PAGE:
Page last updated at 17:16 GMT, Monday, 9 June 2008 18:16 UK

Agencies fear prices and drought

Ethiopian women and children
Crop failures and droughts are putting Ethiopians at risk

Aid agencies and non-governmental organisations are becoming increasingly concerned about a "perfect storm" hitting the developing world as droughts coincide with rising food prices.

The increasing cost of staple foods is a global issue, sparking riots in countries like Egypt, Haiti and the Philippines. And for the world's poorest countries, the situation is being compounded by a lack of rain and crop failures.


Unicef has said that as many as 3.4 million Ethiopians will need food aid over the next three months, with about six million children at risk of malnutrition.

The organisation adds that 126,000 children are in need of urgent care to stave off severe malnutrition.

The national safety net programme in Ethiopia delivers aid to eight million people a year, but Unicef says that does not apply to all drought-affected areas of the country.

Unicef says $50m (25m) is needed to meet the emergency needs of children in Ethiopia.

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Oxfam says as many as 4.5 million people are at risk of immediate food shortages with the failure of seasonal rains and the onset of drought in Ethiopia.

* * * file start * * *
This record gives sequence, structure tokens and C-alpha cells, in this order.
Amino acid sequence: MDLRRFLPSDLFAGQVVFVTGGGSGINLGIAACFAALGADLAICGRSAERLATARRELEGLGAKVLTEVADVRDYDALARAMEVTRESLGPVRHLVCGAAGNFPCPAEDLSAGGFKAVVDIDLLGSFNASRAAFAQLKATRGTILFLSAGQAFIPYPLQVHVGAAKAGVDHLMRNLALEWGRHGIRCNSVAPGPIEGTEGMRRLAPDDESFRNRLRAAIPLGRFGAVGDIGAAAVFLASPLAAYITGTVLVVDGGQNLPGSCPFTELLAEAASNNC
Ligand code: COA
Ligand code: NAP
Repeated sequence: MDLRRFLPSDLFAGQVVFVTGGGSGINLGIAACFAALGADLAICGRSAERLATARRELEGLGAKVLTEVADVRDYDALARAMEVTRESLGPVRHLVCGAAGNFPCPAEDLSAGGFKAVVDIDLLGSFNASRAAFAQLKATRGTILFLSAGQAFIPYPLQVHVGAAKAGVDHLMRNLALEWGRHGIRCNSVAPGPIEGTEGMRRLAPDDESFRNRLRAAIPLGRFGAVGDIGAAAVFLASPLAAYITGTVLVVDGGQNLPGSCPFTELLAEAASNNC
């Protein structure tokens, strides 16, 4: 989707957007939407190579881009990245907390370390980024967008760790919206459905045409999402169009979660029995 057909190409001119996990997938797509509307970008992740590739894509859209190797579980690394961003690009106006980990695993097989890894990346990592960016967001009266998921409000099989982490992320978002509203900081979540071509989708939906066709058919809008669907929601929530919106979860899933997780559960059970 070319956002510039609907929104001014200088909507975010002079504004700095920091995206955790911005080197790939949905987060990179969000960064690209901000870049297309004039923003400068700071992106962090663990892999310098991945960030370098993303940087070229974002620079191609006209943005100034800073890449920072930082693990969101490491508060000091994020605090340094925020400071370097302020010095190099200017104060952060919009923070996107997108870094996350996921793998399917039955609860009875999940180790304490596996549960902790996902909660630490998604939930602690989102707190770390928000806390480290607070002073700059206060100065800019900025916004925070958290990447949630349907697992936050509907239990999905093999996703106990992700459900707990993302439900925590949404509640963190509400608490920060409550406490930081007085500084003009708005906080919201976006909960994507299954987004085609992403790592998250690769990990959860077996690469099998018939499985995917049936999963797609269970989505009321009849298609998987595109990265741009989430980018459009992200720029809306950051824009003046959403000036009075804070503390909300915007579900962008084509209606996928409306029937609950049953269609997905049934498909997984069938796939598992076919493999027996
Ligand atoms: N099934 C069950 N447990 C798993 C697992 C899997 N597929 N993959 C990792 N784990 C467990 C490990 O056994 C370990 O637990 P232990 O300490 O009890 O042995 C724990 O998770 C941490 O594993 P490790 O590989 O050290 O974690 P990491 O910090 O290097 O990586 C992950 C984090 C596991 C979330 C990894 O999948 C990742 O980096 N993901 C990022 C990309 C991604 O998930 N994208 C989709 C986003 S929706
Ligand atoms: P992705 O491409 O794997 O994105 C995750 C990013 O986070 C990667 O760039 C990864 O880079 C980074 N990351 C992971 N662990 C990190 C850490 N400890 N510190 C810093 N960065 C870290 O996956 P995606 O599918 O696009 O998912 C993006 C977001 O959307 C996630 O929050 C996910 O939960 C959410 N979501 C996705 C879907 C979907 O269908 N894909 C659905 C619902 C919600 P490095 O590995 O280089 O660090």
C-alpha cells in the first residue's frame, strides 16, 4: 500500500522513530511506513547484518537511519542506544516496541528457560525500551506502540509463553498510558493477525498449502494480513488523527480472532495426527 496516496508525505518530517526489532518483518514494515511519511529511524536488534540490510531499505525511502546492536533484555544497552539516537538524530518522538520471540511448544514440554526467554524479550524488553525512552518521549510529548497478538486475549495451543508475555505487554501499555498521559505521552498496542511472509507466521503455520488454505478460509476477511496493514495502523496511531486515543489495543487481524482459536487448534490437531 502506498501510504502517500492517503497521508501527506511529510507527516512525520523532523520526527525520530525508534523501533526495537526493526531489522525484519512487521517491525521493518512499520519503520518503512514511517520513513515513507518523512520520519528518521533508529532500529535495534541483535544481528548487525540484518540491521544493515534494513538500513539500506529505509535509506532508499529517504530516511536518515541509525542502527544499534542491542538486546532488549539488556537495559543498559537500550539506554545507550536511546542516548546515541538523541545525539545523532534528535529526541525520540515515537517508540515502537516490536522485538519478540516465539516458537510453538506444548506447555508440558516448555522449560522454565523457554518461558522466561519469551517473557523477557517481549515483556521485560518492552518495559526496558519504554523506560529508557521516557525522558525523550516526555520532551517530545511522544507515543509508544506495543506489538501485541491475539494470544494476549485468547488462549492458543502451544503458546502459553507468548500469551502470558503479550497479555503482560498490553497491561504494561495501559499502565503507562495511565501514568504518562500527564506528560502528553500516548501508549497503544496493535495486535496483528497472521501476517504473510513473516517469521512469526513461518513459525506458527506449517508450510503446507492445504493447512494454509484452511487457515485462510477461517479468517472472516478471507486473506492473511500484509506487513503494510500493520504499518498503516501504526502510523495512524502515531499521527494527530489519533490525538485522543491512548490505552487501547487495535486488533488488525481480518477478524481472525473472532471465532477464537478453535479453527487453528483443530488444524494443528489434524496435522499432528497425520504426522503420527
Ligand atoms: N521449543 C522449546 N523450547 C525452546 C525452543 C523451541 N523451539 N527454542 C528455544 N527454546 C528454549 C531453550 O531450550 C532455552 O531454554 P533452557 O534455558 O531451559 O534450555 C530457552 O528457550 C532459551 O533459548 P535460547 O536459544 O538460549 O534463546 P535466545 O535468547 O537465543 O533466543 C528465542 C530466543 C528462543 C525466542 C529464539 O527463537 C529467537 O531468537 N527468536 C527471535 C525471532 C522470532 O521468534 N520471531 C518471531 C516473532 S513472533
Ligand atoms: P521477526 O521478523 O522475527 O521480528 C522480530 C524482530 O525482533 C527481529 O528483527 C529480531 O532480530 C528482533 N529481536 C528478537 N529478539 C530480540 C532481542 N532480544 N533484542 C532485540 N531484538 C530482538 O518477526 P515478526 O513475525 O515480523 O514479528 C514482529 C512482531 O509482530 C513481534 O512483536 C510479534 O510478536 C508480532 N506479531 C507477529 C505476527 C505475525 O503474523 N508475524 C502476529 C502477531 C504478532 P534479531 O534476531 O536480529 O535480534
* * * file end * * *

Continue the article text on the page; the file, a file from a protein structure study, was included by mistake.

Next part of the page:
The organisation says pastoral communities have also seen the price of food triple, while some areas have lost all their livestock.

Oxfam is transporting emergency water supplies to affected areas, as well as working to improve sources of drinking water to tackle a long-term lack of rain.

More than 50,000 vulnerable people are being supported by the charity, which is providing food and help with earning a living.

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The Word Food Programme (WFP) says there is an immediate need for $147m in aid to buy cereals, pulses, blended food and oil in Ethiopia.

The WFP is assisting drought-affected communities facing food shortages through what it calls its "safety net programme" - chiefly by targeting women and children who are suffering from acute malnutrition.

The organisation reports that while there was limited rain at the beginning of April, it was not enough to rescue short-cycle crops which were already damaged.

The WFP believes about three million people will need assistance in the coming months because of the continuing drought, which it is blaming on climate change.

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Save the Children says the global rise in food prices will lead to a growing number of families in developing countries being unable to buy a diet that meets their minimum nutritional requirements.

Under-nutrition, the charity says, is the "underlying cause of 3.5 million deaths per year among children under five years of age".

The rise in food prices will mean people either eating less, or eating cheaper foods that fills them up and eases their hunger.

But switching to cheaper foods, Save the Children warns, will mean people fail to get the correct nutrients and vitamins and become more prone to illness and disease.

It is calling for action to tackle the immediate impact on the poor of rising food prices.

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